NATIONAL BUREAU OF ECONOMIC RESEARCH
NATIONAL BUREAU OF ECONOMIC RESEARCH

Disentangling the Importance of the Precautionary Saving Mode

Arthur Kennickell, Annamaria Lusardi

NBER Working Paper No. 10888
Issued in November 2004
NBER Program(s):   AG   EFG

We assess the importance of the precautionary saving motive by relying on a direct question about precautionary wealth from the 1995 and 1998 waves of the Survey of Consumer Finances. In this survey, a new question has been designed to elicit the amount of desired precautionary wealth. This allows us to bound the amount of precautionary accumulation and to overcome many of the problems of previous works on this topic. We find that a precautionary saving motive exists and affects virtually every type of household. Even though this motive does not give rise to large amounts of wealth for young and middle-age households, it is particularly important for two groups: older households and business owners. Overall, we provide strong evidence that we need to take the precautionary saving motive into account when modeling saving behavior.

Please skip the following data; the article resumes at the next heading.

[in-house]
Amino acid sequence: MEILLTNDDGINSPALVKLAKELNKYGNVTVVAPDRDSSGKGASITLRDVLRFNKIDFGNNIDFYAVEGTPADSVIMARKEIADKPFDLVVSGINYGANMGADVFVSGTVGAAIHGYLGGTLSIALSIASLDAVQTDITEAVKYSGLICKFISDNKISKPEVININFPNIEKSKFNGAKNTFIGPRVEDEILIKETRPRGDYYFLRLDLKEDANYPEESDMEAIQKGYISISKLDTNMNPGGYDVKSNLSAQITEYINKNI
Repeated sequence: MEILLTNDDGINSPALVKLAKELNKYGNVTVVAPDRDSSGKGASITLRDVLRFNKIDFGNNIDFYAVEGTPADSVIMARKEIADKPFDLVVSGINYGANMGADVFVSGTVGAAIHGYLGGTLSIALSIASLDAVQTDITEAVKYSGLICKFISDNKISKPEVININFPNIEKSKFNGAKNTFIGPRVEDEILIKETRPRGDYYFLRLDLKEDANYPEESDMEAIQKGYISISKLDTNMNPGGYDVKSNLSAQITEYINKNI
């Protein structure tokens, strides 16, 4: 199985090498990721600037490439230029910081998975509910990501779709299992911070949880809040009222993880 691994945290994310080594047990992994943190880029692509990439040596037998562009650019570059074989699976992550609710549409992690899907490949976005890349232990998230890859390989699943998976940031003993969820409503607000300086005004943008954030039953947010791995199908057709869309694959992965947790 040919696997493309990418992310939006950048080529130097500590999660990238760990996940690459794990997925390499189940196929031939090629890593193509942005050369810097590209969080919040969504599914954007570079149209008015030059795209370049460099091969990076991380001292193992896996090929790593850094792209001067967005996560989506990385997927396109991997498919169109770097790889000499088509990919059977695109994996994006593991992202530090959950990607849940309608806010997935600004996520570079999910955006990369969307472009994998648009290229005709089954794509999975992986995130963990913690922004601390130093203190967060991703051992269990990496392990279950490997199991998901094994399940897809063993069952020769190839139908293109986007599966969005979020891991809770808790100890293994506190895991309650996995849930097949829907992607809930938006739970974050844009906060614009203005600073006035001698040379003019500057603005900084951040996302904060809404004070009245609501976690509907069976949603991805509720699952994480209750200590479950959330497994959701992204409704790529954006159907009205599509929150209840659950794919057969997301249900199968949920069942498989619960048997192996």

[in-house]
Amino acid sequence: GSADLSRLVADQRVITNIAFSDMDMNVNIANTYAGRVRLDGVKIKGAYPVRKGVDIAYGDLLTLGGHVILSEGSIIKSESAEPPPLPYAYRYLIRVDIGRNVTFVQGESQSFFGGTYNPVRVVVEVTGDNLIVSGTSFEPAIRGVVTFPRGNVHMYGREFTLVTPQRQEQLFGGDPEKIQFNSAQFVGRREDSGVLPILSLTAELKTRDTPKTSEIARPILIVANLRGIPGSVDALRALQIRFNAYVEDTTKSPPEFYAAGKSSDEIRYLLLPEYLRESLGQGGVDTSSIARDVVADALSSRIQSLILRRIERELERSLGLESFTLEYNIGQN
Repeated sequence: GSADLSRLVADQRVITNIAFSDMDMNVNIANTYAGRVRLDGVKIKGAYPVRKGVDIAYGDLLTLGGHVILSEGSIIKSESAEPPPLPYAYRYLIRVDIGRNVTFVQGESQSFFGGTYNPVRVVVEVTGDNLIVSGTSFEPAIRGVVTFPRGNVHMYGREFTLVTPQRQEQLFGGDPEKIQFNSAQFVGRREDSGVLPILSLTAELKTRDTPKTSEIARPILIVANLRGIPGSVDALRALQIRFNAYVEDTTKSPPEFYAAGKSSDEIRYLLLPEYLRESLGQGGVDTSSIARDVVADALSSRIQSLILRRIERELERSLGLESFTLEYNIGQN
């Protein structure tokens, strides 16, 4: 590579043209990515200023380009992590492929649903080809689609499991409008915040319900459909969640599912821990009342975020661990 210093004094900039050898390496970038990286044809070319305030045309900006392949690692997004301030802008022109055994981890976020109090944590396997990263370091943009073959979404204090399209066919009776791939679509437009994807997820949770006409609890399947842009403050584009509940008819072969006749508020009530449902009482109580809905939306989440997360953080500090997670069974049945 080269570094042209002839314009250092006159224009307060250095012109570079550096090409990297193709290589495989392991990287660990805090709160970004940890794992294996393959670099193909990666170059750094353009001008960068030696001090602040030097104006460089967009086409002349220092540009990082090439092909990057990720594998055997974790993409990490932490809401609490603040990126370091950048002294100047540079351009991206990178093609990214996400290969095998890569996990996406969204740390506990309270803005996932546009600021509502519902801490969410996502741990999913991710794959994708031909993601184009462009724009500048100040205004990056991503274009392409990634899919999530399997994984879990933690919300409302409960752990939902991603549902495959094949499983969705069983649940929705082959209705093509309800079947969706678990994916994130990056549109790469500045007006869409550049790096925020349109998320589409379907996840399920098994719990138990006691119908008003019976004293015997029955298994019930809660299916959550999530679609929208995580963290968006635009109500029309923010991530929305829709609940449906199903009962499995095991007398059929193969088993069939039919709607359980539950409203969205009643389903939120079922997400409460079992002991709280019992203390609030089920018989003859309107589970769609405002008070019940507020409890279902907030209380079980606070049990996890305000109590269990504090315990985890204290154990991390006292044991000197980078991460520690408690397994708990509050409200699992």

download in pdf format
   (372 K)

email paper

The NBER Bulletin on Aging and Health provides summaries of publications like this.  You can sign up to receive the NBER Bulletin on Aging and Health by email.

This paper is available as PDF (372 K) or via email.

Machine-readable bibliographic record - MARC, RIS, BibTeX

Document Object Identifier (DOI): 10.3386/w10888

Users who downloaded this paper also downloaded these:
Lusardi, Schneider, and Tufano w17072 Financially Fragile Households: Evidence and Implications
Gourinchas and Parker w8107 The Empirical Importance of Precautionary Saving
Carroll and Kimball w8496 Liquidity Constraints and Precautionary Saving
Hurst, Kennickell, Lusardi, and Torralba w11731 Precautionary Savings and the Importance of Business Owners
Chakrabati, Lee, van der Klaauw, and Zafar w16999 Household Debt and Saving During the 2007 Recession
 
Publications
Activities
Meetings
Data
People
About

Support
National Bureau of Economic Research, 1050 Massachusetts Ave., Cambridge, MA 02138; 617-868-3900; email: info@nber.org

Contact Us